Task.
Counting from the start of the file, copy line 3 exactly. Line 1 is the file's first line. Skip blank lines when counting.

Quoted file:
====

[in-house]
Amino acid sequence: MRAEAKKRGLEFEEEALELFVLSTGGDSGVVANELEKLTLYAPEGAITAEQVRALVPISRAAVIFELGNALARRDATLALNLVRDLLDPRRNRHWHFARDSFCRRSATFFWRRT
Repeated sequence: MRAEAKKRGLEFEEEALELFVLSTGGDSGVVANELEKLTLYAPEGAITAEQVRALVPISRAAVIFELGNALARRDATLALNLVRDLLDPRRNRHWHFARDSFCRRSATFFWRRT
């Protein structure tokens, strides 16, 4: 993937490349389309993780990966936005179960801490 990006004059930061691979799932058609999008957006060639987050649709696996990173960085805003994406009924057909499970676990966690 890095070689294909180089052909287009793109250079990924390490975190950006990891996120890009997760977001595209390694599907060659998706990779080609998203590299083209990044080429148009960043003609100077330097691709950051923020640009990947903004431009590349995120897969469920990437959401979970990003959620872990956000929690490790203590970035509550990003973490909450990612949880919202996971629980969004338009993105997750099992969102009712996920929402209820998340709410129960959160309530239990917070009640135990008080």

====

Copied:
Repeated sequence: MRAEAKKRGLEFEEEALELFVLSTGGDSGVVANELEKLTLYAPEGAITAEQVRALVPISRAAVIFELGNALARRDATLALNLVRDLLDPRRNRHWHFARDSFCRRSATFFWRRT